But this day belonged to Point Arena, Mendocino County and the California’s north coast. Jared Huffman, D-San Rafael, who accompanied Jewel, was complimented several times for getting the U.S. House of Representatives to pass a resolution to add the land to the Monument. A bill sponsored by Sens. Barbara Boxer and Diana Feinstein is currently stalled. “There’s a lot of uncertainty in the legislative process,” Huffman said. Having Secretary Jewell visit the area “is basically sending a message that we’re going to make it happen one way or another.”Stornetta National Monument Meeting 030

Secretary Jewell told the crowd of over 200 people that by her presence she was confirming President Obama’s commitment to land preservation for future generations. “I wouldn’t be out here if it wasn’t a high priority,” she said. The twelve mile stretch of land is managed by the Bureau of Land Management and is open to the public.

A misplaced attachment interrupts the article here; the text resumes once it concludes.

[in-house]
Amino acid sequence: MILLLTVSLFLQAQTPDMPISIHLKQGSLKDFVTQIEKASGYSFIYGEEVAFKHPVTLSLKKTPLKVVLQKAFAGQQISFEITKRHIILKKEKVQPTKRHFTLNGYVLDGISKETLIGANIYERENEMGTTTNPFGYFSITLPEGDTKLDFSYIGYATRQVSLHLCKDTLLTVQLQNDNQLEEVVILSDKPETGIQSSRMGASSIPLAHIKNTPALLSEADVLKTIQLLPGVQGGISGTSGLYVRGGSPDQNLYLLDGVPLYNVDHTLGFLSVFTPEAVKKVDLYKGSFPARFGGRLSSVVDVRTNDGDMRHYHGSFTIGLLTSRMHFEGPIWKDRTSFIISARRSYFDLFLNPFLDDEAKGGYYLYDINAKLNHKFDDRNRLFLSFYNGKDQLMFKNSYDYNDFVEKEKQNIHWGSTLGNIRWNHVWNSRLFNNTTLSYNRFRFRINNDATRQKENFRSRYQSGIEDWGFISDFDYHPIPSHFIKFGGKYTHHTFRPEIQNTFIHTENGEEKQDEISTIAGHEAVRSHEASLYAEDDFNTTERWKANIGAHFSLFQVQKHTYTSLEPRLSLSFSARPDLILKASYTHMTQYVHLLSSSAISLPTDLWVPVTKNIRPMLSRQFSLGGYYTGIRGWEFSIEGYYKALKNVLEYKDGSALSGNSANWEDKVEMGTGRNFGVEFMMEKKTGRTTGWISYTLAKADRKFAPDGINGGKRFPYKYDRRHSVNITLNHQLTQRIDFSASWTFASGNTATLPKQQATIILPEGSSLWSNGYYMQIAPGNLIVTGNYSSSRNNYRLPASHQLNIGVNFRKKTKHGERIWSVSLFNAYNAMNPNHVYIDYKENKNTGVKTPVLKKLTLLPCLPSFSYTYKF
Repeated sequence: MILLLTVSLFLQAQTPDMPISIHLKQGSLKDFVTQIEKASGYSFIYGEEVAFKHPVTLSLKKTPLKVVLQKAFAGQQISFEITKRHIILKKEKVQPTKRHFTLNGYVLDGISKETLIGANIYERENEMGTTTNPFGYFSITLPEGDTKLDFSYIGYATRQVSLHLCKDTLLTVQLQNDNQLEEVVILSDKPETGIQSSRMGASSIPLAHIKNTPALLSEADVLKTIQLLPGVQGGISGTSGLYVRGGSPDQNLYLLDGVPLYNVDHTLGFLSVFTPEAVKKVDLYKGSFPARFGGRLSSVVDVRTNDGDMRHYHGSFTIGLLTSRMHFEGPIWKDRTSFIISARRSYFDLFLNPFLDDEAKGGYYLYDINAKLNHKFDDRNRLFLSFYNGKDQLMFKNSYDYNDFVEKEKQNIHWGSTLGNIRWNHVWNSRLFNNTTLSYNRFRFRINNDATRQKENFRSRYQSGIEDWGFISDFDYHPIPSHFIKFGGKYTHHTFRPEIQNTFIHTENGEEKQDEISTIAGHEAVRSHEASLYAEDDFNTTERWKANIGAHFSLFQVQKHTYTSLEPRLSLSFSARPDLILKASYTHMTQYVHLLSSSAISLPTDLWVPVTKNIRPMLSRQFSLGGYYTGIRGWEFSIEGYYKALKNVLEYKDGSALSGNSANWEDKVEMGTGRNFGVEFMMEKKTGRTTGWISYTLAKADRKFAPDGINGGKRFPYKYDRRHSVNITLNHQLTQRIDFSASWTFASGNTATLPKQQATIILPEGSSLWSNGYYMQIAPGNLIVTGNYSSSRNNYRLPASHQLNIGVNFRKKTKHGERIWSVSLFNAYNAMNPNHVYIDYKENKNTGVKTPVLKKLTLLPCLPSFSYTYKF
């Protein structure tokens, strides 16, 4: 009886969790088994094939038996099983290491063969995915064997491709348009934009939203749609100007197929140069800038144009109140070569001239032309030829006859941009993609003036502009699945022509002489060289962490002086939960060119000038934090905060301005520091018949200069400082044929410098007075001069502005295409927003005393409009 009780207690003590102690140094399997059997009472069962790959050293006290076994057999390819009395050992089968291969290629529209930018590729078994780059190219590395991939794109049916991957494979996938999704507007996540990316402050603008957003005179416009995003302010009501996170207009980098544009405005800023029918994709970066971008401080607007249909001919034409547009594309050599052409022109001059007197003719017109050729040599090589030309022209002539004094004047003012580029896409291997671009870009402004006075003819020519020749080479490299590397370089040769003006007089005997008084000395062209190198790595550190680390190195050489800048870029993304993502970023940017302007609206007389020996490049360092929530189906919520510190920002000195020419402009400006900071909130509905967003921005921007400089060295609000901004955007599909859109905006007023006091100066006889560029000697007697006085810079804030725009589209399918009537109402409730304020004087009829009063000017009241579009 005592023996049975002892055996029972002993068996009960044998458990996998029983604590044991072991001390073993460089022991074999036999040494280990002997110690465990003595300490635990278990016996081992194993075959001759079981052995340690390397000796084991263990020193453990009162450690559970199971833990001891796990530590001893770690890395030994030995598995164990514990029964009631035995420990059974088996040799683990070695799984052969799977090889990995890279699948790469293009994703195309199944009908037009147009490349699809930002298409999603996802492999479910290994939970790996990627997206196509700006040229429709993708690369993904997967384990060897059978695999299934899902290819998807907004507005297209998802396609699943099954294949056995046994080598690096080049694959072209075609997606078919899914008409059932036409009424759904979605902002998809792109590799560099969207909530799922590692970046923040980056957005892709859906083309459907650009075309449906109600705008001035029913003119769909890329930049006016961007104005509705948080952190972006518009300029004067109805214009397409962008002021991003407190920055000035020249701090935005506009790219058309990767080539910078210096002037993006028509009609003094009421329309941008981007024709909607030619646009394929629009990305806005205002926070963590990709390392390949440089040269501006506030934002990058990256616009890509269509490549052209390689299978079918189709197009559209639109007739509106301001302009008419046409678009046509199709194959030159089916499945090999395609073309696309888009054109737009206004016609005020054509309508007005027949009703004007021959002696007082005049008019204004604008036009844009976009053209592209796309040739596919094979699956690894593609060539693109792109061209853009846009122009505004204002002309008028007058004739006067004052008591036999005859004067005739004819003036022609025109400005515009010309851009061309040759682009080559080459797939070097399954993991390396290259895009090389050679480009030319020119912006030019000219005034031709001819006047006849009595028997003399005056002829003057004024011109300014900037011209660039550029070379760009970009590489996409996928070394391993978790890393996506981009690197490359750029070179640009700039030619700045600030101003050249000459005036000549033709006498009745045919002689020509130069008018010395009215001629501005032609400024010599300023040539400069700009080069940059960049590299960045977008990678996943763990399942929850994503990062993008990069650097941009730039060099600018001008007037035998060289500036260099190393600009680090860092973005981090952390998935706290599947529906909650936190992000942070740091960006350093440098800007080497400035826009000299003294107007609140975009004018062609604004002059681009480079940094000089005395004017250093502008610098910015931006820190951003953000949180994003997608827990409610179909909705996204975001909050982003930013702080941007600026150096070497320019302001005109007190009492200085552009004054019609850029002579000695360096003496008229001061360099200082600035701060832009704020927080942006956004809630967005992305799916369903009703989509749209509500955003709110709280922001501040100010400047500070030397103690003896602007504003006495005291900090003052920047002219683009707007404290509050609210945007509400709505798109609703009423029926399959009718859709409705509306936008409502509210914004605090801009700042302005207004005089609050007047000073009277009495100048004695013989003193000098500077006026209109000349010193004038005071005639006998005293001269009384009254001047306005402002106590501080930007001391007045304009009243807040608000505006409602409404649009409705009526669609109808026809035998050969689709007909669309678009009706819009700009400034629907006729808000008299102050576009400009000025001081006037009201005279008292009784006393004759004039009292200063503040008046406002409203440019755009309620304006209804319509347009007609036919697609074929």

The get-together was as folksy as you’d expect in a small town. A group of about 50 elementary students sang “This Land is Your Land,” read environmental poems to the Secretary and gave her framed copies. Dressed in native costume a few of the Manchester Band of Pomo Indians children gave a brief ceremonial dance.

After the representatives of Boxer and Feinstein said that both senators supported the effort, a representative of the Manchester Pomo’s gave an impassioned request to have the BLM do more to preserve some of their historic tribal areas.  Jim Keena, California’s BLM director who said the BLM has an archeologist who specializes in these issues and he promised to put the two together.